MIT Technology Review Jason Pontin (JP) interviews Geordie Rose (GR) of Dwave Systems about the Quantum computer The interview gets more interesting around page 4. The first three screens review the old controversy, which will be irrelevant based on targets being hit in 2008.

JP: The plan is to demonstrate a 1,024-qubit machine in 2008?

GR: Yes, by mid 2008. But prior to that, we're going to have an online system for people to use, for which they can program applications.

JP: That seems implausibly rapid. How will you do it?

GR: Well, there are three things that need to be done.

The first is that the design that you are using for the processor, specifically the input-output systems, need to be scalable, not just in principle but in practice. Most of the proposals that have been put forward for quantum-computing architectures, in fact all of them so far, are not scalable in that sense. In our case, we believe we've found a path to real scalability in the hardware. The primary thing that needs to be overcome is this issue of how do you get information into and out of the chip. We think we've found a way around that problem.

The second thing is how you build it, and that's a fabrication issue. Part of the reason why we picked the approach that we picked is that the circuits that we're using as the basis for these things can be designed, built, and tested using standard semiconductor procedures. So we don't need to invent any new fabrication technology except for getting the process running in the first place.

The third thing, which is probably the most difficult question to answer, is this: given that we can build it and send information in and out of it, will it in fact continue to operate as a quantum computer? That's a point that we simply cannot answer at the present time because no one has been able to model systems at that level with any predictive capability whatsoever. It's too complicated. That's a question that can only be answered empirically. So our philosophy is, do a new processor every month. Say we have 12 generations per year, something doesn't appear to be working; we can fix it through iterative redesign.

Solar powered Fleabots created

An autonomous robotic flea has been developed that is capable of jumping nearly 30 times its height, thanks to what is arguably the world's smallest rubber band.

Tiny micro electromechanical systems (MEMS) motors stretch a diminutive nine-micron-thick, two-millimeter-long rubber band in order to allow a microbot to catapult itself through the air like a flea.
Credit: Sarah Bergbreiter, UC Berkeley.

The idea is that stretching a silicone rubber band just nine microns thick can enable these microrobotic devices to move by catapulting themselves into the air. Early tests show that the solar-powered bots can store enough energy to make a 7-millimeter robot jump 200 millimeters high and they would cover 400 millimeters on the ground horizontally at the same time. This flealike ballistic jumping would enable these sensors to be mobile, covering relatively large distances and overcoming obstacles that would normally be a major problem for micrometer-sized bots.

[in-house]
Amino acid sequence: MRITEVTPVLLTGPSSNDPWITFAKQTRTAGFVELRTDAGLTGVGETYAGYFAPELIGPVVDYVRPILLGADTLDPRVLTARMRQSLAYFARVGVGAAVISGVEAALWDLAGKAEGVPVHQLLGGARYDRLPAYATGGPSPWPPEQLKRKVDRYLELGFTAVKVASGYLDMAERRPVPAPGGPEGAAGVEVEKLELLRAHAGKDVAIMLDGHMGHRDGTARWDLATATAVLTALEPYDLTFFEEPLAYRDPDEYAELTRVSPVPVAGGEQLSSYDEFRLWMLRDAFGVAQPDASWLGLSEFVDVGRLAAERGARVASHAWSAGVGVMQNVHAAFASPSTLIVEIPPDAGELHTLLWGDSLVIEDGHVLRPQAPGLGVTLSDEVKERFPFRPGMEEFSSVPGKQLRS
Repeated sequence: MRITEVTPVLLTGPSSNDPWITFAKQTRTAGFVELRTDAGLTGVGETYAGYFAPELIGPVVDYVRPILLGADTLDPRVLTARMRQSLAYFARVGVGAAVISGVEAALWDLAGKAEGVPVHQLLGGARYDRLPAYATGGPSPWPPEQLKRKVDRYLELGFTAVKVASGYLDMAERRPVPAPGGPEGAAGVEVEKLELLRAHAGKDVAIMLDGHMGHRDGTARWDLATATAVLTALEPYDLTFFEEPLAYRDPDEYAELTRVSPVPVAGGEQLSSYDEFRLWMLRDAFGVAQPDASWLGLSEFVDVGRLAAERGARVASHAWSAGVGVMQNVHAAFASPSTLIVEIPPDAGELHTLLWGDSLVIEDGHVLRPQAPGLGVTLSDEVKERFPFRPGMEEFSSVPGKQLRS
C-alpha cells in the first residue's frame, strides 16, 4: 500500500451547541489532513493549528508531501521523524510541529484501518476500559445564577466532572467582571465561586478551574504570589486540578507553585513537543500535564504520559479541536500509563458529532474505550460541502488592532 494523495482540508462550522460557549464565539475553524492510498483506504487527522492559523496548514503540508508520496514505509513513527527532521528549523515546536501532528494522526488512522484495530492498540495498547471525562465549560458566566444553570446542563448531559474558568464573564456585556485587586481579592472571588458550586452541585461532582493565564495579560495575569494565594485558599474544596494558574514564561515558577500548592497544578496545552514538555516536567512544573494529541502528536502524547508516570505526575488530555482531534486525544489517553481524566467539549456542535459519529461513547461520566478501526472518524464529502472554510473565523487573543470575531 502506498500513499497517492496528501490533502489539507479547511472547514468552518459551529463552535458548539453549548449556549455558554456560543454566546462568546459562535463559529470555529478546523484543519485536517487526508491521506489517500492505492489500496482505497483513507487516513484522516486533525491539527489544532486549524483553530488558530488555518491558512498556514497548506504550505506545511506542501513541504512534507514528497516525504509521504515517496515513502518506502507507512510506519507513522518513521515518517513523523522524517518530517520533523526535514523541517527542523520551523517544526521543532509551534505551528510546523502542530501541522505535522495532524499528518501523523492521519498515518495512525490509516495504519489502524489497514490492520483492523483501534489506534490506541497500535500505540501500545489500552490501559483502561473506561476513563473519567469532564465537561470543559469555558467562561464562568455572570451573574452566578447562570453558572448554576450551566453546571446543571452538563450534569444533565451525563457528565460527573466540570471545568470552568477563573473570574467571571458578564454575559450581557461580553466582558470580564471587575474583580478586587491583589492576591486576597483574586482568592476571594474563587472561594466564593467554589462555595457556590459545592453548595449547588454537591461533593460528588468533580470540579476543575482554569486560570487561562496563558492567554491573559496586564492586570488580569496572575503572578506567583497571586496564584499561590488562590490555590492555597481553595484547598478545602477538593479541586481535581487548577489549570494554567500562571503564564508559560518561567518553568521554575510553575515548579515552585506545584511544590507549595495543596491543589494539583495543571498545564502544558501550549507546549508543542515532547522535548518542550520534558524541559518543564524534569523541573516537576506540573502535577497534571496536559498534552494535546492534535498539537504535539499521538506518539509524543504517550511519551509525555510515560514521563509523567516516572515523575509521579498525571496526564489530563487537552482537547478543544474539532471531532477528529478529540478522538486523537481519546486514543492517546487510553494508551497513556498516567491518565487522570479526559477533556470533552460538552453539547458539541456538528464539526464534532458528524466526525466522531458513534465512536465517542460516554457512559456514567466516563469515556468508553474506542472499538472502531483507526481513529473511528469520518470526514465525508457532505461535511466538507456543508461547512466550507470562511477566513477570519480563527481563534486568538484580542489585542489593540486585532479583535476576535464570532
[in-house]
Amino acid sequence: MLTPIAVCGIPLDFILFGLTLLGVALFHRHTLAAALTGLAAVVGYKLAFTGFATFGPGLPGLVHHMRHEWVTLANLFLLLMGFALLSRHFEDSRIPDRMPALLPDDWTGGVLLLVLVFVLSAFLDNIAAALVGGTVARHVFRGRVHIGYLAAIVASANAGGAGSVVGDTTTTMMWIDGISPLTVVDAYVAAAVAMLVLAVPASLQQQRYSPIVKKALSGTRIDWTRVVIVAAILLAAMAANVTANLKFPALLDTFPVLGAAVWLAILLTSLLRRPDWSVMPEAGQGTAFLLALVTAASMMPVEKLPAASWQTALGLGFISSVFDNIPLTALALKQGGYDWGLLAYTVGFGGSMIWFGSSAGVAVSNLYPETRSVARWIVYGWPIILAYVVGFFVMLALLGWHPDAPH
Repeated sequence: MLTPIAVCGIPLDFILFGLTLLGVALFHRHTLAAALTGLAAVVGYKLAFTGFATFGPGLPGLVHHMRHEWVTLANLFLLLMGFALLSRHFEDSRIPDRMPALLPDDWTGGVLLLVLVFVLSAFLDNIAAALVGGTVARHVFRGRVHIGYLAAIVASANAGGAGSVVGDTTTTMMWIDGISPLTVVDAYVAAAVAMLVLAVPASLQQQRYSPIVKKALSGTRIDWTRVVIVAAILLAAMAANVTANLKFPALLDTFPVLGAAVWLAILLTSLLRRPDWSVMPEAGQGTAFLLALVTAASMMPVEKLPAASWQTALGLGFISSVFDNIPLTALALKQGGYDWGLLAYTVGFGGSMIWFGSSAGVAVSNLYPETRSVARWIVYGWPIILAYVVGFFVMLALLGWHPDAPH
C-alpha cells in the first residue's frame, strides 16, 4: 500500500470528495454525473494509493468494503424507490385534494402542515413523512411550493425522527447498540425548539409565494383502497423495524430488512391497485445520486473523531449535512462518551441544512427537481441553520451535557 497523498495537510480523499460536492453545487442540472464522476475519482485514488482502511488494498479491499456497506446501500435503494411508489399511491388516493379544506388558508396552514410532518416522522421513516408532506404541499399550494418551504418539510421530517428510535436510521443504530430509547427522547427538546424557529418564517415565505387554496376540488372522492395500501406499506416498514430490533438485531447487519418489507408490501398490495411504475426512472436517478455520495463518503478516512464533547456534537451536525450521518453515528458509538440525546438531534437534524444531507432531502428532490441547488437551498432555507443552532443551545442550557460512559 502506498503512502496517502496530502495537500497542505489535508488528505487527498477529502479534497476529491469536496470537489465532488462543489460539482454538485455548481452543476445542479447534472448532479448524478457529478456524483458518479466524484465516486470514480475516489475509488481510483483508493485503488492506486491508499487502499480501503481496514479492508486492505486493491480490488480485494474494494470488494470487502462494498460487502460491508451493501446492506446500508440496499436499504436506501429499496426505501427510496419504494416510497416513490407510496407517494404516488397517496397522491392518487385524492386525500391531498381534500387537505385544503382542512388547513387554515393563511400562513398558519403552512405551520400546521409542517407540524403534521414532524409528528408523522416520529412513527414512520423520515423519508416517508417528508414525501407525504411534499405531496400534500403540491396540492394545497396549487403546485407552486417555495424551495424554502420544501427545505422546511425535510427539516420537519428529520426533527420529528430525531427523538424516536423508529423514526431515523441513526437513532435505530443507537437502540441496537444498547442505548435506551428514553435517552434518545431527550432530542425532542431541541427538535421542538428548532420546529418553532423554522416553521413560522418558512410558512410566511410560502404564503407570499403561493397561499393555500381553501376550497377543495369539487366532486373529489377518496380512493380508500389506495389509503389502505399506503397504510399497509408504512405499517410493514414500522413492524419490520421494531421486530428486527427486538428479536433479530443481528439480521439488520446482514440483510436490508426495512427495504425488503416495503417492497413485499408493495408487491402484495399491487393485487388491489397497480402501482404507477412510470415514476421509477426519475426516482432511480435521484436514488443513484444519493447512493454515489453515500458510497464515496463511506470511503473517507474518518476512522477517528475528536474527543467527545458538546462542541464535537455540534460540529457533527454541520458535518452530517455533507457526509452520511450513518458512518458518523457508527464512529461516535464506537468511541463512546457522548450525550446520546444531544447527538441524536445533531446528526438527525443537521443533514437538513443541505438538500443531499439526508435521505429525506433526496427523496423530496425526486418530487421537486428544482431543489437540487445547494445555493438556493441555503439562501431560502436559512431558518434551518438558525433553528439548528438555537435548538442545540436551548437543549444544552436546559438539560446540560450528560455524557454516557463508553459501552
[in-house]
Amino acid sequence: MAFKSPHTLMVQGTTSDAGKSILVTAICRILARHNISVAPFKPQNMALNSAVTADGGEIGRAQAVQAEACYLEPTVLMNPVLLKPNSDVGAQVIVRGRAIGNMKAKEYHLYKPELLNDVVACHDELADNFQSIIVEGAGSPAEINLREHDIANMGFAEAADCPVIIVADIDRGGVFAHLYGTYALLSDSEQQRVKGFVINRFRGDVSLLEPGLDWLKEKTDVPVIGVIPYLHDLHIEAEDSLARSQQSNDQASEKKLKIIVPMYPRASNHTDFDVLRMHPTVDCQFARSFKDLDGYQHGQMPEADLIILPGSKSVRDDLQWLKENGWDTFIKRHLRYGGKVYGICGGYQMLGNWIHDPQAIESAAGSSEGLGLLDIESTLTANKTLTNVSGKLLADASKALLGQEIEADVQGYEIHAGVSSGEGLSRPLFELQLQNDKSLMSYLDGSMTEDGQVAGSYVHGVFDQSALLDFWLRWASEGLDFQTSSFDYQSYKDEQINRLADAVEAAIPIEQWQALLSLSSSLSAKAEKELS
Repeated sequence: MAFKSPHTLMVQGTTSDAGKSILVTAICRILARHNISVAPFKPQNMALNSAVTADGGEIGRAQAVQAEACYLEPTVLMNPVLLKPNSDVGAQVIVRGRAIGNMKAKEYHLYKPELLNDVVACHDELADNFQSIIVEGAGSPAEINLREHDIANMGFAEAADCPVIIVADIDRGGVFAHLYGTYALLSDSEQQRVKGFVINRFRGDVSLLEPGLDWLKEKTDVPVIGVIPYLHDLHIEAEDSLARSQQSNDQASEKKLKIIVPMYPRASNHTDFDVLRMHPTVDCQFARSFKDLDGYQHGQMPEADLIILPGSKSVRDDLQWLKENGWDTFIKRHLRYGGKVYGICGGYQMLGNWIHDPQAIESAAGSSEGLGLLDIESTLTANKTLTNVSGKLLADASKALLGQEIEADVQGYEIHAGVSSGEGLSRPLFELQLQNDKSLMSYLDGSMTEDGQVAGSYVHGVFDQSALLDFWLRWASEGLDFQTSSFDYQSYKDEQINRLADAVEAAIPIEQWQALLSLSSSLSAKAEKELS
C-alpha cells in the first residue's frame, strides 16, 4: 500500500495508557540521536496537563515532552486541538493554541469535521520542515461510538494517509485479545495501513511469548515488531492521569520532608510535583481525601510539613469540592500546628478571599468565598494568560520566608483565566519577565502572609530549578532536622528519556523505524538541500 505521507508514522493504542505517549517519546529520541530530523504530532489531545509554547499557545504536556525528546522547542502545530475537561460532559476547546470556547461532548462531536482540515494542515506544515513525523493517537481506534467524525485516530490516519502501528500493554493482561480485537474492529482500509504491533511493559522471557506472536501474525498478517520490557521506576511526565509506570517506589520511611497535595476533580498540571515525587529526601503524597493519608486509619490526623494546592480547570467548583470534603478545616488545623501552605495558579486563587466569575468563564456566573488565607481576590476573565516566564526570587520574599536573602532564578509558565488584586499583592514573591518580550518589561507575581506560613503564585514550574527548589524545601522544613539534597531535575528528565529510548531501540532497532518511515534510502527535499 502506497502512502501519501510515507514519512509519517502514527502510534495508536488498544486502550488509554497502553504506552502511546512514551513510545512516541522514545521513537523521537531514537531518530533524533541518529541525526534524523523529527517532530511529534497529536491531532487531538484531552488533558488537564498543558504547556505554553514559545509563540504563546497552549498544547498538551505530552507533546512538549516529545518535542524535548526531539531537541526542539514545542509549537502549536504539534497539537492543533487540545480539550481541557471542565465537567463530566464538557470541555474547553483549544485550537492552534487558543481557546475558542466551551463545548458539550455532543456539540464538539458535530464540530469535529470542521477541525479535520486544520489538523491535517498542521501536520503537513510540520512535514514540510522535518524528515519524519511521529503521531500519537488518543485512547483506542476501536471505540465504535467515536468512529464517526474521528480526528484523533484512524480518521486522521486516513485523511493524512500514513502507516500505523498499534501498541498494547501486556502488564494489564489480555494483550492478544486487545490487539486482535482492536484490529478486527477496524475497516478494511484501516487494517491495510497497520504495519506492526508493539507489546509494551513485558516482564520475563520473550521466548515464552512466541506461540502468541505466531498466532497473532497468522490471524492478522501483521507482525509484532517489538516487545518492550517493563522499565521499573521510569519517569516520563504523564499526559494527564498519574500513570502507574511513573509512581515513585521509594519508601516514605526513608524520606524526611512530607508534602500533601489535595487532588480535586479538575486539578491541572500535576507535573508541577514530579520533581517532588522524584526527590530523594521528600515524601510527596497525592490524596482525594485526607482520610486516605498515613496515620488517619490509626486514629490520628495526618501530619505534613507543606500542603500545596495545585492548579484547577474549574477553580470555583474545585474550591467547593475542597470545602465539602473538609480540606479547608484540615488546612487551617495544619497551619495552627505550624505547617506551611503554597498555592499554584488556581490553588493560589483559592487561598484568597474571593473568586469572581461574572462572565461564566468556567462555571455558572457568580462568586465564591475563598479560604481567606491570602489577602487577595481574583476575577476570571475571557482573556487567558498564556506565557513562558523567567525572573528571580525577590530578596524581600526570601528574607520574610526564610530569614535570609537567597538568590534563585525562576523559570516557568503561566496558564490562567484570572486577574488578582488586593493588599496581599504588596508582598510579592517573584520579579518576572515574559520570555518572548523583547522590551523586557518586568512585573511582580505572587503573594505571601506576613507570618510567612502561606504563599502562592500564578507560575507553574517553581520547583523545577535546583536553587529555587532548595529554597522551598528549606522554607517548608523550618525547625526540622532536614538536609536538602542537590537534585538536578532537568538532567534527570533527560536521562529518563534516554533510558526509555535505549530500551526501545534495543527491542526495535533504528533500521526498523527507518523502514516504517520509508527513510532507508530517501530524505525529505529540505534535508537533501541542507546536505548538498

But generating this movement still requires more energy than the robot is capable of scavenging from its environment through its solar cells. This is often the case with autonomous robots, which is why storing the energy is necessary.

Nanoscale power generator improved over a thousand fold

About a year ago, Zhong Lin Wang of Georgia Tech in the US discovered that, when he disturbed zinc oxide nanowires, they gave off a tiny electrical current, a phenomenon called piezoelectricity. At the time, he had to use the tip of an atomic force microscope – a $250,000 instrument – to create about one-billionth of a watt of power.

Wang has improved his design at least a thousand-fold. Using gold nanoparticle as seeds, he grew a small forest of 1-micron-high zinc oxide wires on a conductive substrate 2 millimetres square.

Then he placed a saw-toothed electrode on top, which is designed to make contact with as many nanowires as possible. Finally, by rattling the whole thing with ultrasound, he found that he could generate a few microwatts of electricity. The movement of the top electrode disturbs the nanowires, providing a potential power source for anything that moves.

The generator suffers from a few key limitations, however. First, growing uniform nanowires is difficult – they are usually of slightly different height or diameter. As a result, in a generator containing many thousands of nanowires, only a few hundred or so successfully generate electricity when shaken, as they do not all make contact with the electrode.

So there is another tenfold or better improvement to be gained by getting all of the nanowires to make contact. Being able to pack the nanowires more efficiently could also increase the power generation.

Wang says: "I have full confidence that within three years we will have something that is useful commercially."

April 04, 2007

Researchers Fine Tune Nanotube/Nylon Composite Using Carbon Spacers

More progress on making stronger materials. Stronger materials means existing products can have the same strength but be lighter. Light weight can mean greater fuel efficiency. With enough strength entirely new applications become possible, such as space elevators.